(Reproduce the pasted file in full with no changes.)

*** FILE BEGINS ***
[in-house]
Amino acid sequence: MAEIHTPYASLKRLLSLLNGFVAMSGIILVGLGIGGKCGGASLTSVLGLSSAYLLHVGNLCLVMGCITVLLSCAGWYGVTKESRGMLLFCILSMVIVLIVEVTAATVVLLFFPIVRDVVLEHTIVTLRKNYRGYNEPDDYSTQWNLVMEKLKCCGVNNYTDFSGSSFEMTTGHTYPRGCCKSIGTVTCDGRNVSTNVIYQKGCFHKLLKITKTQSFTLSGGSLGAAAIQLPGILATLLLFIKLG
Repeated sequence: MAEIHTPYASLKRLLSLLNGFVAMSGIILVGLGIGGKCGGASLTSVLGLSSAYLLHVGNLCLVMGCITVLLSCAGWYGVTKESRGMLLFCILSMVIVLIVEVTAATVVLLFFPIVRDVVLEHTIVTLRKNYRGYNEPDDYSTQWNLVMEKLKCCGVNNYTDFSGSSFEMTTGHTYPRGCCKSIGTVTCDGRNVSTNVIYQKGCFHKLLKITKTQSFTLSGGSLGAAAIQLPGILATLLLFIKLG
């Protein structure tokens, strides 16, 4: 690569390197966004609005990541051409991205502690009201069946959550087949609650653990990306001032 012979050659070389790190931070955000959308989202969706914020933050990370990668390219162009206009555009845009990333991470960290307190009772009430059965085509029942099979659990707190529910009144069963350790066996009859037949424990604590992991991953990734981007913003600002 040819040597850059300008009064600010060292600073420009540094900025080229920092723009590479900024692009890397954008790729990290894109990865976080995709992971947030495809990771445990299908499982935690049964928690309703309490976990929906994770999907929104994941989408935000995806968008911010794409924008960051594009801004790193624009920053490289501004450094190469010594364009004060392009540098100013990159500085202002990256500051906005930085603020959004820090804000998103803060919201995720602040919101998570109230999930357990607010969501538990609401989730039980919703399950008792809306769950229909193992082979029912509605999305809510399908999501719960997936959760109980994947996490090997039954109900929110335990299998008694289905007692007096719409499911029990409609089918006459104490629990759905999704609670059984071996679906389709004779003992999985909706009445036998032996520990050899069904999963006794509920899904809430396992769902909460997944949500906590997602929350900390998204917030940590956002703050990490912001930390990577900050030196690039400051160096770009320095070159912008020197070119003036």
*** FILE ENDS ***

[in-house]
Amino acid sequence: MAEIHTPYASLKRLLSLLNGFVAMSGIILVGLGIGGKCGGASLTSVLGLSSAYLLHVGNLCLVMGCITVLLSCAGWYGVTKESRGMLLFCILSMVIVLIVEVTAATVVLLFFPIVRDVVLEHTIVTLRKNYRGYNEPDDYSTQWNLVMEKLKCCGVNNYTDFSGSSFEMTTGHTYPRGCCKSIGTVTCDGRNVSTNVIYQKGCFHKLLKITKTQSFTLSGGSLGAAAIQLPGILATLLLFIKLG
Repeated sequence: MAEIHTPYASLKRLLSLLNGFVAMSGIILVGLGIGGKCGGASLTSVLGLSSAYLLHVGNLCLVMGCITVLLSCAGWYGVTKESRGMLLFCILSMVIVLIVEVTAATVVLLFFPIVRDVVLEHTIVTLRKNYRGYNEPDDYSTQWNLVMEKLKCCGVNNYTDFSGSSFEMTTGHTYPRGCCKSIGTVTCDGRNVSTNVIYQKGCFHKLLKITKTQSFTLSGGSLGAAAIQLPGILATLLLFIKLG
């Protein structure tokens, strides 16, 4: 690569390197966004609005990541051409991205502690009201069946959550087949609650653990990306001032 012979050659070389790190931070955000959308989202969706914020933050990370990668390219162009206009555009845009990333991470960290307190009772009430059965085509029942099979659990707190529910009144069963350790066996009859037949424990604590992991991953990734981007913003600002 040819040597850059300008009064600010060292600073420009540094900025080229920092723009590479900024692009890397954008790729990290894109990865976080995709992971947030495809990771445990299908499982935690049964928690309703309490976990929906994770999907929104994941989408935000995806968008911010794409924008960051594009801004790193624009920053490289501004450094190469010594364009004060392009540098100013990159500085202002990256500051906005930085603020959004820090804000998103803060919201995720602040919101998570109230999930357990607010969501538990609401989730039980919703399950008792809306769950229909193992082979029912509605999305809510399908999501719960997936959760109980994947996490090997039954109900929110335990299998008694289905007692007096719409499911029990409609089918006459104490629990759905999704609670059984071996679906389709004779003992999985909706009445036998032996520990050899069904999963006794509920899904809430396992769902909460997944949500906590997602929350900390998204917030940590956002703050990490912001930390990577900050030196690039400051160096770009320095070159912008020197070119003036």